Understanding SAML 2.0 for CISSP Exam

SAML enables SSO capability between systems over the web-based scenarios where a user accesses applications or services via web browsers.

Understanding SAML 2.0 for CISSP Exam


SAML enables SSO capability between systems over the web-based scenarios where a user accesses applications or services via web browsers. SAML 2.0 supports different types of authentication mechanisms, including username/password, X.509 certificates, and Kerberos. Let's understand more about this from a CISSP Exam perspective. 

How does it works?

1. Users request access to a service provider (SP) application.

2. SAML Request: The SP detects that the user is not authenticated and sends an SAML authentication request to the User browser (transparent of the user)

3. User browser redirects the request to identity provider (IdP).

4. The IdP prompts the user to authenticate by providing a username and password, or by other means such as multi-factor authentication (if user is not authenticated already)

5. SAML Response: Once authenticated, the IdP generates an SAML assertion (digitally signed token) that contains information about the user's identity and attributes and sends back to the user browse

6. User browser forwards IdP provided SAML assertion to the SP

7. The SP verifies the digital signature on the SAML assertion and checks that it is issued by a trusted IdP. The SP also checks that the user has the necessary permissions to access the requested resource.

8. If the SAML assertion is valid and the user is authorized, the SP grants access to the requested resource.


Understanding SAML 3.0 for CISSP Exam



Amazing, but what are SAML Assertions?

SAML Assertions are XML-formatted statements exchanged between the IdP and SP that contain information about a user's authentication and authorization. When an assertion is sent from IdP to the SP, they are digitally signed and encrypted. This IdP digital Signatures provides assurance to the SP, that the assertion is actually coming from the IdP. 


There are 3 types of assertions:

  • Authentication AssertionsContains parameters related to authentication.
  • Attribute Assertions: Contains user information like name, role, email, group membership etc.
  • Authorization Decision Assertions: Contains information on what the user is allowed to access.


SAML Bindings, why is it so twisted?

No Worries let's see what SAML Bindings are. 

Bindings are basically rules which dictate how the SAML messages are formatted, encoded, and transported between entities during an SAML authentication. Few most common SAML bindings are as below:

  • HTTP POST binding: SAML messages are transmitted within the body of the request using the HTTP POST method.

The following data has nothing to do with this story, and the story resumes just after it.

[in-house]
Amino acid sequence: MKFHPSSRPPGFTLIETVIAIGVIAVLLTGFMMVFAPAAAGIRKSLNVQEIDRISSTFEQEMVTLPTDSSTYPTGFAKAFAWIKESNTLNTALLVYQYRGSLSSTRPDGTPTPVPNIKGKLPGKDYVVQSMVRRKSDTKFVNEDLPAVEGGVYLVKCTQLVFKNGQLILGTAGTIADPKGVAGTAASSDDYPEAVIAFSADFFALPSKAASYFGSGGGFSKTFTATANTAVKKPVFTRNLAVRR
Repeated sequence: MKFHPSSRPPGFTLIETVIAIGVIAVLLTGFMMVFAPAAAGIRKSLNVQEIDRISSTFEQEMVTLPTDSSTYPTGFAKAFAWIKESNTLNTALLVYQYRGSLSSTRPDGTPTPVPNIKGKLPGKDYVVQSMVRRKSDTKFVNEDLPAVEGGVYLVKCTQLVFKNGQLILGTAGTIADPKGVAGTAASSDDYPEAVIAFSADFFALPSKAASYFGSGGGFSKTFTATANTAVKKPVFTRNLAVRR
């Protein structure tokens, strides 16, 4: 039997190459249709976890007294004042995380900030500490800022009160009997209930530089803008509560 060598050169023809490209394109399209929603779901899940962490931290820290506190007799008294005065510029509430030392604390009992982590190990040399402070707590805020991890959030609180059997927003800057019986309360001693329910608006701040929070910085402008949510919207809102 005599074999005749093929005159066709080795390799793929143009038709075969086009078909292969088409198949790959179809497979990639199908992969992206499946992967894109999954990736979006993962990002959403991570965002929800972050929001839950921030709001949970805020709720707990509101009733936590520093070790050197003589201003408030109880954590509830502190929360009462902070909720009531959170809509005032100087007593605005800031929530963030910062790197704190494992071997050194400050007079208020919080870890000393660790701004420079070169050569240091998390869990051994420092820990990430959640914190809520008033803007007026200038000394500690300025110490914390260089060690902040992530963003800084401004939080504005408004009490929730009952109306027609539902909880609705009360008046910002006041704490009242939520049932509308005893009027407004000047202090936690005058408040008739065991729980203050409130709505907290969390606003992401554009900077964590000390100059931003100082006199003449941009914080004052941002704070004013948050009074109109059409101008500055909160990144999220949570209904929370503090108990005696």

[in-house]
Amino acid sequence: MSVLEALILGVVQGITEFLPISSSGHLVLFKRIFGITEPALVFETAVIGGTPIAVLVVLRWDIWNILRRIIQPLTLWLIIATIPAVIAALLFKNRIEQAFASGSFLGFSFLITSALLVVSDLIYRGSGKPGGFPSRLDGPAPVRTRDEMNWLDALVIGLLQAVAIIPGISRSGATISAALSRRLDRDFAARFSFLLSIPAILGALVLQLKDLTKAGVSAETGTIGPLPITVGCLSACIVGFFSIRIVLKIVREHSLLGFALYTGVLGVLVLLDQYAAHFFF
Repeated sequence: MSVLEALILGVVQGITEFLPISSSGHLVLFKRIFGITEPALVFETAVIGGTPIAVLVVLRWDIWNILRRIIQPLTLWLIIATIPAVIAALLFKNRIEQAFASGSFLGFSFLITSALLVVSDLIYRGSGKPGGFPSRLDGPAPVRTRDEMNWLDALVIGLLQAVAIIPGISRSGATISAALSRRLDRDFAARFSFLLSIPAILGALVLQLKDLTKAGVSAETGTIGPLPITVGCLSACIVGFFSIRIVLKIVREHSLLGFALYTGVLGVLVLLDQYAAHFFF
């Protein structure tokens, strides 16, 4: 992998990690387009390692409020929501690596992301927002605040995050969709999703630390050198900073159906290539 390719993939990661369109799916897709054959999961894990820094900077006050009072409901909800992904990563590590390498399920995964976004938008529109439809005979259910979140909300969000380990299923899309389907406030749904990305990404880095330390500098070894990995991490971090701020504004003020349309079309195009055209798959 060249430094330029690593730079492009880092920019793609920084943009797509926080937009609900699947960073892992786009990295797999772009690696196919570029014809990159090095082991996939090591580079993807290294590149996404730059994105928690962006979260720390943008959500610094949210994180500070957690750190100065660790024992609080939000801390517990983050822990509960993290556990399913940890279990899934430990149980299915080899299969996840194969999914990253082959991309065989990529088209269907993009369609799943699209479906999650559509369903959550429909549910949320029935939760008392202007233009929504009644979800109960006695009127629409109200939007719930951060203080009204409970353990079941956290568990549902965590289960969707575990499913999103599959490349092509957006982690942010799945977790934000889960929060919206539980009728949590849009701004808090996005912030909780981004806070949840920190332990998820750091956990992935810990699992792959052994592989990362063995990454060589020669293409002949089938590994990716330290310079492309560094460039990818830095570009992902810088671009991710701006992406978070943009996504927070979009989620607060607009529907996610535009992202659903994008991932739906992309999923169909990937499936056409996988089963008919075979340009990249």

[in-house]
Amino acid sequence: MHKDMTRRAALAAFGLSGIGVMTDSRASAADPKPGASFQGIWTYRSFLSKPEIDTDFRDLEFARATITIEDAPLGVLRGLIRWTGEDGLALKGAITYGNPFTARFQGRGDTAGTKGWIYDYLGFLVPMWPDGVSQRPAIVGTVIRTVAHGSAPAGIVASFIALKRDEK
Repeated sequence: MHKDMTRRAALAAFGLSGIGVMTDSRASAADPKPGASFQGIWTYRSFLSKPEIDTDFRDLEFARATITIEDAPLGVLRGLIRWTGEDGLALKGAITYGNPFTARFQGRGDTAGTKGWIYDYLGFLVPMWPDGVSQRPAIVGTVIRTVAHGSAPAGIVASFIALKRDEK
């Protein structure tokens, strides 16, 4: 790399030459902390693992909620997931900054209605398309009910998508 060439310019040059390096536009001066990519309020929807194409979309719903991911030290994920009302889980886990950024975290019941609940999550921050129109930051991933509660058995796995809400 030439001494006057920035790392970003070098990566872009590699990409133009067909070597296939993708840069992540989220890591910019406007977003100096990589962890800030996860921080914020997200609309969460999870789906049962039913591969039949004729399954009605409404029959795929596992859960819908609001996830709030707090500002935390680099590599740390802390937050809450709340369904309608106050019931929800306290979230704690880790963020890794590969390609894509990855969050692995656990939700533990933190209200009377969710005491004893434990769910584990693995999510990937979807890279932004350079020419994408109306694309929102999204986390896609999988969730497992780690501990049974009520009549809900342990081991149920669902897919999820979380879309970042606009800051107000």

• HTTP Redirect binding: SAML messages are embedded and transmitted within the URL query parameters through the HTTP GET method.
  • SOAP binding: SAML messages are encapsulated (packed) within Simple Object Access Protocol (SOAP) for communications through SOAP API.
  • Artifact binding: Instead of directly transmitted SAML messages, the method exchange identifiers (reference). These artifacts are then used by the other party to fetch the SAML messages.


Security recommendations for SAML based SSO

    Configuring SAML properly is the most important task. Any misconfiguration may lead to undesired circumstances. Few short and crisp considerations are listed below: 

    • Ensure SAML Configuration is tightly configured to validate the SAML messages, robust encryption, and proper assertion handling.
    • Use HTTPS to prevent any Man-in-the-Middle (MitM) attacks.
    • Ensure Assertions are encrypted to prevent any tempering during the authentication process.
    • Ensure the IdP is fortified, else attackers can compromise the IdP and compromise the SPs.


Conclusion 

In the realm of CISSP, comprehending the intricacies of SAML 2.0 is indispensable for professionals venturing into the dynamic landscape of web-based authentication.

SAML 2.0 is still the workhorse for most of the SSO implementation in companies. However, every good thing comes with some overhead. As SAML is based on XML standard and as and when an authentication is initiated, the data and attributes need to be converted in XML format which is called as parsing. This can lead to processing overhead and slow down the entire authentication process. SAML has been there in picture for decades and will still remain as the mainstream SSO protocol, however there are new players in market like OAuth and OpenID connect which are much more lightweight and are being preferred by organizations across the globe. Whatsoever, SAML 2.0 will still keep growing and keep serving the IAM community. We keep hosting such interesting articles and if you are interested to nail CISSP in 100 Days, do not miss out to visit CISSP Success Toolkit program


 

Categories: CISSP